FREE MAN: Anti-CSG protester Ingo Medek was all smiles after charges against him were dismissed at a hearing in Grafton Local Court yesterday. Photo: Tim Howard
FREE MAN: Anti-CSG protester Ingo Medek was all smiles after charges against him were dismissed at a hearing in Grafton Local Court yesterday. Photo: Tim Howard

Charges dropped against protesters

A $200,000 NSW riot police operation to break an anti-CSG protest at Glenugie may not secure any convictions.

More than 20 protesters were arrested when police broke up a protest in The Avenue at Glenugie on January 1 to allow CSG miner Metgasco's trucks access to a test drilling site.

Three of the protesters facing charges of hindering police, obstructing a driver's path and not complying with police directions were acquitted of all charges yesterday in the Grafton Local Court.

Magistrate David Heilpern found Ingo Andreas Bruno Medek, of Blue Knob, not guilty of hindering police and obstructing a driver in a hearing before lunch.

After the break he dismissed charges against Ian Ronald Gaillard of Keerong and Benjamin Zable, of Nimbin, in a few minutes, sparking some celebrations among supporters outside the court house.

Mr Gaillard said the offences he and Mr Zable were charged with occurred when he disobeyed police instruction to give Mr Zable a bottle of water during the protest.

Outside the court yesterday the pair re-enacted their actions for the benefit of about 20 supporters who turned up for the court case.

Defence solicitors Steve Bolt (for Mr Medek) and Philip Wykeham (for Gaillard and Zabel) said the decision could have major ramifications for two test cases in Maclean Local Court on July 9 and 10.

Mr Wykeham said after the magistrate's ruling yesterday, police commanders will have to make a decision to go ahead with the cases, which are to be used as templates for charges against other CSG protesters arrested at Glenugie.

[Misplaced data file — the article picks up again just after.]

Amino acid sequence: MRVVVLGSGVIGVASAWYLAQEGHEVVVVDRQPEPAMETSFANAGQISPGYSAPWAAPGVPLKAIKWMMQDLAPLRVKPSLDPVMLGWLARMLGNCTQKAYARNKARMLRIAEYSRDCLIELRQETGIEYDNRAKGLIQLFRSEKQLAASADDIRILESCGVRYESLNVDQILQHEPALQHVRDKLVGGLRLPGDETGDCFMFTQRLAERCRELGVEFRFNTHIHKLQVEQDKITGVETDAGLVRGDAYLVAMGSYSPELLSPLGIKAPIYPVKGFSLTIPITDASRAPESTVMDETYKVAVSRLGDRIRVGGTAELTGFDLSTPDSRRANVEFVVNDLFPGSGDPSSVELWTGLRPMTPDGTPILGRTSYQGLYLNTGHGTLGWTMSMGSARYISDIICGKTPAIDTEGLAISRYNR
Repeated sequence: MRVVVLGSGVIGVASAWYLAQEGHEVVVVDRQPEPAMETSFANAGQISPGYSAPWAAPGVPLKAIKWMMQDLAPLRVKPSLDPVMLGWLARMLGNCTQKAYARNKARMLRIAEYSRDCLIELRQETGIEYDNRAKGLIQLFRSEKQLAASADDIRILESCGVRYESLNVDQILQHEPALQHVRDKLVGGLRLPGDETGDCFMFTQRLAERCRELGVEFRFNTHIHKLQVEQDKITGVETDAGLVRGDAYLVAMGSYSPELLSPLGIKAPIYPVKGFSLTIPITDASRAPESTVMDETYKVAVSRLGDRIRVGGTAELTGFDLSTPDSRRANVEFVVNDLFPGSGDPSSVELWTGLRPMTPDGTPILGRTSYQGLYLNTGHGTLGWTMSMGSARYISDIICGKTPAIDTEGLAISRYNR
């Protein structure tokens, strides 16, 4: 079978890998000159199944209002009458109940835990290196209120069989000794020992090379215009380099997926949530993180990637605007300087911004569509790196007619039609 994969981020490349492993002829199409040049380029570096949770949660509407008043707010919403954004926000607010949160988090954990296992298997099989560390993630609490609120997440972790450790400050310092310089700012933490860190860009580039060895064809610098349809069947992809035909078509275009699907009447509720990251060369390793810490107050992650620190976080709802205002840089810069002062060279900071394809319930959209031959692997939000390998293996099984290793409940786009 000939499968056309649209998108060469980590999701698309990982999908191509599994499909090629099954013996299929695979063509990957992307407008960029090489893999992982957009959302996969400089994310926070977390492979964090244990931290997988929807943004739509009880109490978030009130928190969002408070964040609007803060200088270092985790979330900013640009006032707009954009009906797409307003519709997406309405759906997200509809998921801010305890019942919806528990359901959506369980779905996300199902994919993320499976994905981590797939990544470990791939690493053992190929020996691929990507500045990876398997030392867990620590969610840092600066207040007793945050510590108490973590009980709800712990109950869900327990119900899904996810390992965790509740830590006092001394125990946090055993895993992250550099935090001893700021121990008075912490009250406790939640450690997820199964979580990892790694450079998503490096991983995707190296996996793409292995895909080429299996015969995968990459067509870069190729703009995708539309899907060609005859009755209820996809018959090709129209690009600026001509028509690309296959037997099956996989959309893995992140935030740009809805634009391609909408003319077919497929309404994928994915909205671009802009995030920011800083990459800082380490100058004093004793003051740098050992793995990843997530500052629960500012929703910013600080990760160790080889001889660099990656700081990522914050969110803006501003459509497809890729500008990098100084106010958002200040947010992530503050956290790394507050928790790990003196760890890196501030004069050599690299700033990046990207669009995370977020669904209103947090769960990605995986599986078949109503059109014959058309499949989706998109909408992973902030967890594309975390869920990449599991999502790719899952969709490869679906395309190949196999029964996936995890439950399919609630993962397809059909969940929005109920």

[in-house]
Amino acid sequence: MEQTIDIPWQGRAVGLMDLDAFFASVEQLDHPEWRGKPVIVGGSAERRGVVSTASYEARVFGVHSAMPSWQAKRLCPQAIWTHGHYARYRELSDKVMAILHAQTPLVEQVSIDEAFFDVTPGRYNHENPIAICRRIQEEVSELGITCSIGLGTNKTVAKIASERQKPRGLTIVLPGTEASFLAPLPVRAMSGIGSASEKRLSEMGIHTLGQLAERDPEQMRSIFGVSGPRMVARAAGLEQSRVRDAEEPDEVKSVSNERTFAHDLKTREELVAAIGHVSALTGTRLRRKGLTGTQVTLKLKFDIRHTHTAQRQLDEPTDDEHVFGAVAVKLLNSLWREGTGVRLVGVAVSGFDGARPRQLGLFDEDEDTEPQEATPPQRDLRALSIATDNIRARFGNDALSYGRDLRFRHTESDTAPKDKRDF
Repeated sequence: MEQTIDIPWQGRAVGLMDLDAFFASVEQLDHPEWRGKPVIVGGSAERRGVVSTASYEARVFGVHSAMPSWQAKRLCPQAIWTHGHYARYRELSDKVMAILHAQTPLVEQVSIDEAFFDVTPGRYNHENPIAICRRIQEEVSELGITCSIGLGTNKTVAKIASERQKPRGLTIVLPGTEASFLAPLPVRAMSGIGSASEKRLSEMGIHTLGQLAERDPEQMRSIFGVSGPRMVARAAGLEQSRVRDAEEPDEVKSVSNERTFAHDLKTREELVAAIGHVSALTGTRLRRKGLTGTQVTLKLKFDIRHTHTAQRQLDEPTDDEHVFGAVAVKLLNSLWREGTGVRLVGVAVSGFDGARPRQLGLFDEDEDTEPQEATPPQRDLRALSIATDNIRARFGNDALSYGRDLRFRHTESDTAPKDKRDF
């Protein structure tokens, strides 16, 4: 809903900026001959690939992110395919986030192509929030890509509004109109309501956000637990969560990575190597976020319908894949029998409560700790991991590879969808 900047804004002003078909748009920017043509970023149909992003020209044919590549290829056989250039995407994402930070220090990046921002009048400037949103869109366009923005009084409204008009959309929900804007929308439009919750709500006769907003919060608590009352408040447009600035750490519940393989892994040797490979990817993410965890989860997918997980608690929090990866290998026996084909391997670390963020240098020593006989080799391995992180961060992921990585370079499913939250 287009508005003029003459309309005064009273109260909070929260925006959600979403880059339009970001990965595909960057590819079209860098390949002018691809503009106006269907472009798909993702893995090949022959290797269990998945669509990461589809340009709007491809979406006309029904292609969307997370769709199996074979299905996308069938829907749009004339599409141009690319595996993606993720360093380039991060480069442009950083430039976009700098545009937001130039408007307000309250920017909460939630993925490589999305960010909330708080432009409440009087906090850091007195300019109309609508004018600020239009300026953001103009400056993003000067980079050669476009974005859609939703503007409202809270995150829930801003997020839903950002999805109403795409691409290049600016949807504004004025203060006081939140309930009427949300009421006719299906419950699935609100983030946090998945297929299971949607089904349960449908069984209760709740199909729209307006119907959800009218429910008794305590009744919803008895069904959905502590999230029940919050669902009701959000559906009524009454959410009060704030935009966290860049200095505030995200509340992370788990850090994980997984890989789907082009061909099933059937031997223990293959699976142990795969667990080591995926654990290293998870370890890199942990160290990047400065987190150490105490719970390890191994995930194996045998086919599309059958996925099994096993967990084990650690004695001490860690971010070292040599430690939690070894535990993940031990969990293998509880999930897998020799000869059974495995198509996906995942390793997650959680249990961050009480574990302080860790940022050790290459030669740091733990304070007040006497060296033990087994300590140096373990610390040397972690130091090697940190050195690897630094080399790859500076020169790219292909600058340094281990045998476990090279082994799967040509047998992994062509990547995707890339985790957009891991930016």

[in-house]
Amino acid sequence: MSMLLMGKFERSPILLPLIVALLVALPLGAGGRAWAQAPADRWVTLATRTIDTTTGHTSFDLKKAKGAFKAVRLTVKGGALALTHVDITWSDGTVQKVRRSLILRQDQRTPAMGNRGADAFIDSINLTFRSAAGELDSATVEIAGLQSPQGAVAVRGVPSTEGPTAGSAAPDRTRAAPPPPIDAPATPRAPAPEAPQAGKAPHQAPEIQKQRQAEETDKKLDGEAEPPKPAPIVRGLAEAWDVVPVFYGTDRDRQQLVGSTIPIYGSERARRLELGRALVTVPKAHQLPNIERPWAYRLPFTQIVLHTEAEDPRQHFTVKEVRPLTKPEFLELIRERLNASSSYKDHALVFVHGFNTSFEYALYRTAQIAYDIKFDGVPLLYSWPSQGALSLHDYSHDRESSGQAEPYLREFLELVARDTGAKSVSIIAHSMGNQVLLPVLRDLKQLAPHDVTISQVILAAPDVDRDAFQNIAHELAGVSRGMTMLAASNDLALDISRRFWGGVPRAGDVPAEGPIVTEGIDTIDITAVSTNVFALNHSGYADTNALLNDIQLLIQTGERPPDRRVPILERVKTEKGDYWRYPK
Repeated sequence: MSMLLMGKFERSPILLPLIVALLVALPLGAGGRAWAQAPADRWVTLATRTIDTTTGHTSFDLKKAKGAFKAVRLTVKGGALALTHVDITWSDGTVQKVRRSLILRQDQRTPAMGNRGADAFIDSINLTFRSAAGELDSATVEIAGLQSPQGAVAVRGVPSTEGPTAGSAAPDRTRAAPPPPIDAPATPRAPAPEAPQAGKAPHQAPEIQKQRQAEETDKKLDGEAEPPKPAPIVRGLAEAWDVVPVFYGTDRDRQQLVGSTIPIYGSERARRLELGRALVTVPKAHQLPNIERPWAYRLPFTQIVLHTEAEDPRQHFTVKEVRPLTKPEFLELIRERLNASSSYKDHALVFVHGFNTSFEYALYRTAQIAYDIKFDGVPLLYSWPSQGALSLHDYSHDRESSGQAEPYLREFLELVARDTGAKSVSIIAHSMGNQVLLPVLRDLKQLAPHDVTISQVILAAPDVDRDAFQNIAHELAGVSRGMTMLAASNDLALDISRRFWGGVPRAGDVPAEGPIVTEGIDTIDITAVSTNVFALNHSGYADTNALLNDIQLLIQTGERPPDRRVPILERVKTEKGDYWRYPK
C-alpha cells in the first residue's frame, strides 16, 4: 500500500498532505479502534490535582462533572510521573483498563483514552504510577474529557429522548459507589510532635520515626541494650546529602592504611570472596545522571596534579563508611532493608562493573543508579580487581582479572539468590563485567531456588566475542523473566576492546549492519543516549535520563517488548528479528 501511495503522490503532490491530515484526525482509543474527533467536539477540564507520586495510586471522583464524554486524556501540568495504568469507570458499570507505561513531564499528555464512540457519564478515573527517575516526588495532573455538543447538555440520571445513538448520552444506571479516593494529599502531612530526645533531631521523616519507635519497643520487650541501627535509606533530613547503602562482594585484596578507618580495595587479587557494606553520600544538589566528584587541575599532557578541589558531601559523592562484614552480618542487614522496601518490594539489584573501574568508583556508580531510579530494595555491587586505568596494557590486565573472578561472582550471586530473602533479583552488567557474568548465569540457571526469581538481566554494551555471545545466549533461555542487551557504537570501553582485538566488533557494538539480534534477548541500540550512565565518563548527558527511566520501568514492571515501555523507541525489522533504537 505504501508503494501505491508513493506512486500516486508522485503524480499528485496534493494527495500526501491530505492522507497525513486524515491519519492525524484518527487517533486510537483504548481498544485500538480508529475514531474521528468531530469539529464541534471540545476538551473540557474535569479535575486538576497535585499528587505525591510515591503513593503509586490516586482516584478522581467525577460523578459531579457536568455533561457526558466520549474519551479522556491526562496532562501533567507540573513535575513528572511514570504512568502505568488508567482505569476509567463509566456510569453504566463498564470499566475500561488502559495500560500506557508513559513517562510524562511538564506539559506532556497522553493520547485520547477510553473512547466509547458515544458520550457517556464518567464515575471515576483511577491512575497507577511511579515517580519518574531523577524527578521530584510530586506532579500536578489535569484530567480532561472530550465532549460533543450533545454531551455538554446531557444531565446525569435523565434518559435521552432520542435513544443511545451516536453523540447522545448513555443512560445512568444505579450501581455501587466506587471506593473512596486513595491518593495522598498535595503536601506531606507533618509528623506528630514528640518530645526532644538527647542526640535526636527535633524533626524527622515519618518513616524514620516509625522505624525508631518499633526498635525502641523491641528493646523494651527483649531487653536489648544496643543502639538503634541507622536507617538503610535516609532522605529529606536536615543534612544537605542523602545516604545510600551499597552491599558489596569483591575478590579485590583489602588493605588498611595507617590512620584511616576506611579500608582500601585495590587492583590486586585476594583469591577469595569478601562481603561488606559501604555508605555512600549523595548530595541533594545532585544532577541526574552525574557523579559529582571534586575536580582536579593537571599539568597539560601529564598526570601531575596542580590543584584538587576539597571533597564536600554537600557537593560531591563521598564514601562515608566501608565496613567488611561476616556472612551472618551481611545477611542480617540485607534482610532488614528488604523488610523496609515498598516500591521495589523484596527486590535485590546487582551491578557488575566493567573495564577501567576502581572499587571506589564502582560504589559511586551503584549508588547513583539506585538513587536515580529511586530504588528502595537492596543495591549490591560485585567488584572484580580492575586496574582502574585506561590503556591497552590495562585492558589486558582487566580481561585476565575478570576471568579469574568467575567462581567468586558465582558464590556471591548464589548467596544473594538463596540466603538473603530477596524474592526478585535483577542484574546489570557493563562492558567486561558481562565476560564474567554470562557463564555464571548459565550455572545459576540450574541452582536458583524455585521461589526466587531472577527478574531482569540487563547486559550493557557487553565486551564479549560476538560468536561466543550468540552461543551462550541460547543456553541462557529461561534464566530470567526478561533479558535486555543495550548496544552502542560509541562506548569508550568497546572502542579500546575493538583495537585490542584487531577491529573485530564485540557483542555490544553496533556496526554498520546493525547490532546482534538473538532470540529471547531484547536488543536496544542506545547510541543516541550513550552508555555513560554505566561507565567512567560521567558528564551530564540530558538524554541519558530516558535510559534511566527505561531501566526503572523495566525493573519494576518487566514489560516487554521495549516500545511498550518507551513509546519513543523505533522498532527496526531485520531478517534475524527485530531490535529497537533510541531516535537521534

The case started to go against the prosecution during cross examination of the police public order squad member Senior Constable Adam Harkin.

He admitted police did not properly identify themselves or adequately warn Mr Medek when they arrested him during the protest. He also agreed there were no Metgasco trucks in sight when Mr Medek was arrested for obstructing a driver.

The police prosecutor said those admissions did not help his case, but argued it was common sense to remove protesters from the road before trucks arrived.

The magistrate did not agree. He said Parliament had directed police to follow strict procedures when they arrested people.

He found the police had failed to follow the procedures and therefore were not acting in the execution of their duty when they arrested Mr Medek.

Mr Heilpern also said police were not so busy they could not follow correct procedure.

On the charge of obstructing a driver, Mr Heilpern dismissed it because it was a matter of fact there was no driver for Mr Medek to have obstructed.

After the hearing Mr Medek sought out Sen Con Harkin, shook his hand and assured him there were no hard feelings.


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